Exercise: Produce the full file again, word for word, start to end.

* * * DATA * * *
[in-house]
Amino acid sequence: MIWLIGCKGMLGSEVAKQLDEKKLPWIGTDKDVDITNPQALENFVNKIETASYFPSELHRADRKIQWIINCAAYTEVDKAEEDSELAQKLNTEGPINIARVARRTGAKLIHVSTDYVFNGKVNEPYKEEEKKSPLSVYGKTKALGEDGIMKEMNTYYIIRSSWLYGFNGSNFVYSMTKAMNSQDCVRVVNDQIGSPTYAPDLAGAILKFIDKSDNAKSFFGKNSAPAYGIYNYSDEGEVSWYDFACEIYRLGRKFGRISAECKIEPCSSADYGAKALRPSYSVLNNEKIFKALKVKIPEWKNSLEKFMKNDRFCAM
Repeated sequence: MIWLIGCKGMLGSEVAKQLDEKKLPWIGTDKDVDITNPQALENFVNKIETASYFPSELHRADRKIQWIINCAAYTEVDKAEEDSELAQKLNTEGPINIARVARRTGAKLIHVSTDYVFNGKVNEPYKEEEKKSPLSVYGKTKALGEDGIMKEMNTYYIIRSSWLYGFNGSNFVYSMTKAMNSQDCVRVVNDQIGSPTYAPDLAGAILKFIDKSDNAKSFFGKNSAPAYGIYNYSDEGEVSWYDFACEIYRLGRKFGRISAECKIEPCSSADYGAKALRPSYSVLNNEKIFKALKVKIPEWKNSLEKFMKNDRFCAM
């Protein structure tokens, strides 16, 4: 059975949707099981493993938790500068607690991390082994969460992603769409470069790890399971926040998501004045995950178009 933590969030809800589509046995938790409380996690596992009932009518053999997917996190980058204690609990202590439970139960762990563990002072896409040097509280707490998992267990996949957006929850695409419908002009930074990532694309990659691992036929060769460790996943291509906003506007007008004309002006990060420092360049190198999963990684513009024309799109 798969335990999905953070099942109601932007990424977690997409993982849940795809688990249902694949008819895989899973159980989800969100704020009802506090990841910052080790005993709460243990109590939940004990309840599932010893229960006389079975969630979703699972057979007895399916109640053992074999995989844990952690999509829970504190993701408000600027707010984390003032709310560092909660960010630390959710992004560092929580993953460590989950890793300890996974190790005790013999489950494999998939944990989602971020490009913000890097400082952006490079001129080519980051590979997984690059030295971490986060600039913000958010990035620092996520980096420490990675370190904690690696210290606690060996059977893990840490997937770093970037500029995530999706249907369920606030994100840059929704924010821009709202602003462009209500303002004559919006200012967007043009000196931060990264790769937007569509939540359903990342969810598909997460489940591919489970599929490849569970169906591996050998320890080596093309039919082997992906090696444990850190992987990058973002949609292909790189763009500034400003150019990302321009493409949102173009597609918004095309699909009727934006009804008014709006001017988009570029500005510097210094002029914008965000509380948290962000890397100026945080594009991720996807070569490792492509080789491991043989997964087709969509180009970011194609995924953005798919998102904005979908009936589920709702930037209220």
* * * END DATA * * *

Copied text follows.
[in-house]
Amino acid sequence: MIWLIGCKGMLGSEVAKQLDEKKLPWIGTDKDVDITNPQALENFVNKIETASYFPSELHRADRKIQWIINCAAYTEVDKAEEDSELAQKLNTEGPINIARVARRTGAKLIHVSTDYVFNGKVNEPYKEEEKKSPLSVYGKTKALGEDGIMKEMNTYYIIRSSWLYGFNGSNFVYSMTKAMNSQDCVRVVNDQIGSPTYAPDLAGAILKFIDKSDNAKSFFGKNSAPAYGIYNYSDEGEVSWYDFACEIYRLGRKFGRISAECKIEPCSSADYGAKALRPSYSVLNNEKIFKALKVKIPEWKNSLEKFMKNDRFCAM
Repeated sequence: MIWLIGCKGMLGSEVAKQLDEKKLPWIGTDKDVDITNPQALENFVNKIETASYFPSELHRADRKIQWIINCAAYTEVDKAEEDSELAQKLNTEGPINIARVARRTGAKLIHVSTDYVFNGKVNEPYKEEEKKSPLSVYGKTKALGEDGIMKEMNTYYIIRSSWLYGFNGSNFVYSMTKAMNSQDCVRVVNDQIGSPTYAPDLAGAILKFIDKSDNAKSFFGKNSAPAYGIYNYSDEGEVSWYDFACEIYRLGRKFGRISAECKIEPCSSADYGAKALRPSYSVLNNEKIFKALKVKIPEWKNSLEKFMKNDRFCAM
């Protein structure tokens, strides 16, 4: 059975949707099981493993938790500068607690991390082994969460992603769409470069790890399971926040998501004045995950178009 933590969030809800589509046995938790409380996690596992009932009518053999997917996190980058204690609990202590439970139960762990563990002072896409040097509280707490998992267990996949957006929850695409419908002009930074990532694309990659691992036929060769460790996943291509906003506007007008004309002006990060420092360049190198999963990684513009024309799109 798969335990999905953070099942109601932007990424977690997409993982849940795809688990249902694949008819895989899973159980989800969100704020009802506090990841910052080790005993709460243990109590939940004990309840599932010893229960006389079975969630979703699972057979007895399916109640053992074999995989844990952690999509829970504190993701408000600027707010984390003032709310560092909660960010630390959710992004560092929580993953460590989950890793300890996974190790005790013999489950494999998939944990989602971020490009913000890097400082952006490079001129080519980051590979997984690059030295971490986060600039913000958010990035620092996520980096420490990675370190904690690696210290606690060996059977893990840490997937770093970037500029995530999706249907369920606030994100840059929704924010821009709202602003462009209500303002004559919006200012967007043009000196931060990264790769937007569509939540359903990342969810598909997460489940591919489970599929490849569970169906591996050998320890080596093309039919082997992906090696444990850190992987990058973002949609292909790189763009500034400003150019990302321009493409949102173009597609918004095309699909009727934006009804008014709006001017988009570029500005510097210094002029914008965000509380948290962000890397100026945080594009991720996807070569490792492509080789491991043989997964087709969509180009970011194609995924953005798919998102904005979908009936589920709702930037209220």